For now, the best answer I can give is "just wait."
While that won't please the knuckleheads — such as the creators of firetedhompson.com and firepackersgm.com, or the guy who called a Green Bay sports-talk station and railed against the "atrocities" Thompson has committed against the franchise — who want Thompson sent out of Green Bay on the next flight, it's the right answer.
It's the only answer.
Thompson is a man with a plan. For years, the Packers lived on a year-to-year basis, trying to keep the core group intact while hoping to find a few diamonds among the scrap yards of free agency and the draft. The goal every year, of course, was to get back to another Super Bowl.
There was nothing wrong with the theory behind Mike Sherman's plan, but in the end, it failed miserably. Sherman never led the team to the conference championship, much less win a Super Bowl. Worse, Sherman left the team in so-called "salary cap hell," with the team lacking the financial flexibility to keep a Mike Wahle or add a difference-making defender.
Enter Thompson, who blew up the old financial plan and cleaned up the monetary mess. The Packers plummeted to 4-12, but they will enter free agency at least $20 million under the salary cap.
The key now, however, is what Thompson will do next.
There's no answering that question, or even making an educated guess, because Thompson's body of work here is too short to make any concrete observations.
What we do know is what Thompson has said many times: He dislikes free agency. That's not saying he won't dip his toes in the water, but he's not going to take the plunge and sign any high-profile players. Whether that's the right or wrong approach is up for debate, but three good players could help a limited roster more than one big-time player.
Thompson's 2005 draft provided little help last season, though in his defense, first-round pick Aaron Rodgers didn't have to play and three others (second-rounder Terrence Murphy, fourth-rounder Brady Poppinga and seventh-rounder Kurt Campbell) wound up on injured reserve. Second-round pick Nick Collins, however, earned all-rookie honors.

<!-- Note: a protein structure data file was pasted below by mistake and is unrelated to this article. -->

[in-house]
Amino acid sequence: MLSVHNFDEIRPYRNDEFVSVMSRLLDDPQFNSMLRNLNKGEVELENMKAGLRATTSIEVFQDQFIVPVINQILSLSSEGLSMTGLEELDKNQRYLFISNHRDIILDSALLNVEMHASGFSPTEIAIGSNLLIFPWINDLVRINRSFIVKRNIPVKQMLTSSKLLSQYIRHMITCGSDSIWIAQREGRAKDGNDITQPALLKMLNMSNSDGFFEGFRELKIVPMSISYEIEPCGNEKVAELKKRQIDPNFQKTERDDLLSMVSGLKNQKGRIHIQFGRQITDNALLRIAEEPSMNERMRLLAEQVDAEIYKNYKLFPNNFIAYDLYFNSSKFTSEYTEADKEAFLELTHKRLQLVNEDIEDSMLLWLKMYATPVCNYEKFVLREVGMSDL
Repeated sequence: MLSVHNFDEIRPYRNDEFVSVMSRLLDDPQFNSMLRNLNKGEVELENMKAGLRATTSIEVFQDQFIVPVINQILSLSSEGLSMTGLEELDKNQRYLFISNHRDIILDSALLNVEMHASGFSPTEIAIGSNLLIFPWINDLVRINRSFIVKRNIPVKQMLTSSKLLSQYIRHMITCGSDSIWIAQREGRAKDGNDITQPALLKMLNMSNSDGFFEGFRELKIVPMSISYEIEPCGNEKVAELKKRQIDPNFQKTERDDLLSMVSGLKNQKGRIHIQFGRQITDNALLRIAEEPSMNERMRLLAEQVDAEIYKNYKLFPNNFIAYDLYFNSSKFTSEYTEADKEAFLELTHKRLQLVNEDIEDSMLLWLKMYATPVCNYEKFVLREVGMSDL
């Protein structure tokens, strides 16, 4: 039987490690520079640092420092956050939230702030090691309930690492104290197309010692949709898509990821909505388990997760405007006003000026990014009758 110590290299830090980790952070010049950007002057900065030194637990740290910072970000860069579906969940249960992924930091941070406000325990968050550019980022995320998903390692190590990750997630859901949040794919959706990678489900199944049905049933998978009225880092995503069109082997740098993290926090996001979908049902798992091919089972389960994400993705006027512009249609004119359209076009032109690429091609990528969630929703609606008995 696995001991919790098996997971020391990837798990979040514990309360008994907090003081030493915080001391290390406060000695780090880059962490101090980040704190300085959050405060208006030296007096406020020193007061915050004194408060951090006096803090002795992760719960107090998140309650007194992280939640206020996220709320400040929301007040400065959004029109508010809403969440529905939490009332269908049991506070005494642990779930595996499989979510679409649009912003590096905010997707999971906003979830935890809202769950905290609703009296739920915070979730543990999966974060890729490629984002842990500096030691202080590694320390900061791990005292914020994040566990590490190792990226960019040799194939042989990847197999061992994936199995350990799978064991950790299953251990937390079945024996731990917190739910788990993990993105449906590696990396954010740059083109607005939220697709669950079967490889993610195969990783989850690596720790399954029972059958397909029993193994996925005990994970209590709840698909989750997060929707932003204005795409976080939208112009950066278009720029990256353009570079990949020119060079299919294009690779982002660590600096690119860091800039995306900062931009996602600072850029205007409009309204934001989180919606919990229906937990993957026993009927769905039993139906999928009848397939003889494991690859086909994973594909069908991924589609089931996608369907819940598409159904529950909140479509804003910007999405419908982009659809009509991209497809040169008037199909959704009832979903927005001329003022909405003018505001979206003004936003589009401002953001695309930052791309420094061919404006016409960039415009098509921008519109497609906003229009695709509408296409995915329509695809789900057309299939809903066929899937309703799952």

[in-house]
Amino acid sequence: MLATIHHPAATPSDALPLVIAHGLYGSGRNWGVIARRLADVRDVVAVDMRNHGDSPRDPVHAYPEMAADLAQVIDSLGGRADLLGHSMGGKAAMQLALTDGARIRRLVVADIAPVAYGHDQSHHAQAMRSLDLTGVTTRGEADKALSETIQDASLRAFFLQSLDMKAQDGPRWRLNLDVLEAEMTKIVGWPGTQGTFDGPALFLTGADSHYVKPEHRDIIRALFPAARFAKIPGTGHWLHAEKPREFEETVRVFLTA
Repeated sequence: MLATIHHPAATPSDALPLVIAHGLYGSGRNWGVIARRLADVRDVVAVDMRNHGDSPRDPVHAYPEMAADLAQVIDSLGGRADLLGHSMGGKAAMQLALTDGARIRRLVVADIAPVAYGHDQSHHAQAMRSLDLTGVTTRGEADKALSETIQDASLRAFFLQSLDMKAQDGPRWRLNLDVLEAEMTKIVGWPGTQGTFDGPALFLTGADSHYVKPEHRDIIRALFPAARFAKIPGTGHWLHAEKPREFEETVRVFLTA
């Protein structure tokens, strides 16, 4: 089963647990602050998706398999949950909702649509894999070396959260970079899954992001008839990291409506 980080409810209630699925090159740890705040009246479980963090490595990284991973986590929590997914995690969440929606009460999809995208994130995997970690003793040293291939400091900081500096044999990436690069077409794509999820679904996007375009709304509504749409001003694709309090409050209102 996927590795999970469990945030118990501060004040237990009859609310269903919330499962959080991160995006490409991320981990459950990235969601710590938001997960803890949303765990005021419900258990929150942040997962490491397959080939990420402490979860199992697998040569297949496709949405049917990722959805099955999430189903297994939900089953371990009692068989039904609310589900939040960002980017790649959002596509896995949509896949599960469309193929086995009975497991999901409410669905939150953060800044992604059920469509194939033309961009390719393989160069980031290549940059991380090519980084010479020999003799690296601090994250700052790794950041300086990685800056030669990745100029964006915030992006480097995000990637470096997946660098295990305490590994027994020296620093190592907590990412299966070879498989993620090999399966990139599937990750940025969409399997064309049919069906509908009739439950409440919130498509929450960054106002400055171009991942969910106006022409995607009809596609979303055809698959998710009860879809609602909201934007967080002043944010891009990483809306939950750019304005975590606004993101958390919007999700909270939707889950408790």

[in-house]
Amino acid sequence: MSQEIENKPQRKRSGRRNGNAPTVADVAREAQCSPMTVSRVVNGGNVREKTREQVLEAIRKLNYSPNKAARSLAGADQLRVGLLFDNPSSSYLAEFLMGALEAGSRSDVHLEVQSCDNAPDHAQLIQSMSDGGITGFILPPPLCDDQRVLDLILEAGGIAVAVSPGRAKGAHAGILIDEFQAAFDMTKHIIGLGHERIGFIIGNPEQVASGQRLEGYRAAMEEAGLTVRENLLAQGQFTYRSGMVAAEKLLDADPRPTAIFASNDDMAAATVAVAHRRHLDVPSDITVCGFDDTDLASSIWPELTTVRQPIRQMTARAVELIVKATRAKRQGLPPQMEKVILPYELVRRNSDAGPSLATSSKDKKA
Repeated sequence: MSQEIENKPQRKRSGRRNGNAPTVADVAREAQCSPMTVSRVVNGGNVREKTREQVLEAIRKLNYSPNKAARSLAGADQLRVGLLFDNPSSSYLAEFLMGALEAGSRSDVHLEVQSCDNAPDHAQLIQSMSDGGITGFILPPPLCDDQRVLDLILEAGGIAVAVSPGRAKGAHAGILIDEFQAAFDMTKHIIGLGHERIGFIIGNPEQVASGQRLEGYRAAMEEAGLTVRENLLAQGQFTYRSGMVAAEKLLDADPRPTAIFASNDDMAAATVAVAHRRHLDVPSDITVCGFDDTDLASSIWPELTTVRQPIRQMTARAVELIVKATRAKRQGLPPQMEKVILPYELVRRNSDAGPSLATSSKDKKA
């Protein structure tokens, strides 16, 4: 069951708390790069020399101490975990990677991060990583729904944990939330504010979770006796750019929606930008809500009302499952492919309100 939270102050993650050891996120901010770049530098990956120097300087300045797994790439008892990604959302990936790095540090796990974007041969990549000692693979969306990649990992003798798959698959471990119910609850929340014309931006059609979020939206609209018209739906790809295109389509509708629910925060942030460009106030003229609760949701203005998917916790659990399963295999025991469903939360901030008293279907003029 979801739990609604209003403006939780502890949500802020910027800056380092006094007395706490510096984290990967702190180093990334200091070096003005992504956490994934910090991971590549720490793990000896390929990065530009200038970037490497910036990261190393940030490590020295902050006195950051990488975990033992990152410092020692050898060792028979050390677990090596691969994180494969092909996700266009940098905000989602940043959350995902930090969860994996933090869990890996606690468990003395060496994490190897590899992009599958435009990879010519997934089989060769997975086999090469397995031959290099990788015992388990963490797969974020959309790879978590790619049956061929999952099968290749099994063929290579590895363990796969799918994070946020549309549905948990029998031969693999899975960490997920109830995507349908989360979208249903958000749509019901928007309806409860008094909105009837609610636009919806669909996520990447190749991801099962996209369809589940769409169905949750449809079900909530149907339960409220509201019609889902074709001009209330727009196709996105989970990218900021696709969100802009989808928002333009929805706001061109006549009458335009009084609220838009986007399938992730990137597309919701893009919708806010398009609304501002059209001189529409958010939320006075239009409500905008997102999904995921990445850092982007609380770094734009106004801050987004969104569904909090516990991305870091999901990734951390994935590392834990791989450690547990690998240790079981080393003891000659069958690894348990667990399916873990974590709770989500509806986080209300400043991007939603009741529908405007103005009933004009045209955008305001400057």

The Packers own the fifth pick in the first round, and Thompson will face a big decision. Keep it, and the Packers can draft a major impact player. Trade it, and the Packers can stockpile draft choices, which is how Ron Wolf built the Super Bowl teams.
Whether you like or dislike Thompson, the man deserves a chance to make his plan work. Yes, losing is hard to tolerate, especially after years and years of winning. Face it, we're all spoiled. In the salary-cap era of football, however, successful teams can't stay successful forever. The days of hiding a Steve Young on the roster behind a Joe Montana are long gone. What goes up must come down. The Packers are down. It had to happen eventually, so deal with it.
There are two ways to build a football team, and it's obvious which one Thompson subscribes to.
One, is to throw money at big-time free agents and hope for an instant rise into contender status. More often than not, that method has failed miserably. The second way — the style used to build the New England Patriots — is to build through the draft, pick up a few of the right free agents to fill holes, and hope to build a team that will contend for years.
Rome, as the saying goes, wasn't built in a day, and neither is a championship-caliber football team. Don't judge Thompson on what happened this past season, and, for that matter, don't judge Thompson on what will happen in the coming season.
If Thompson drafts the right players and finds free agents who fit McCarthy's system, and if McCarthy is good on Sundays and his staff is superb on Mondays-Saturdays, then the Packers not only will be contenders again, but they'll be contenders for years to come.
Until then, be patient.
Lawrence is a regular contributor to PackerReport.com. Send comments to firstname.lastname@example.org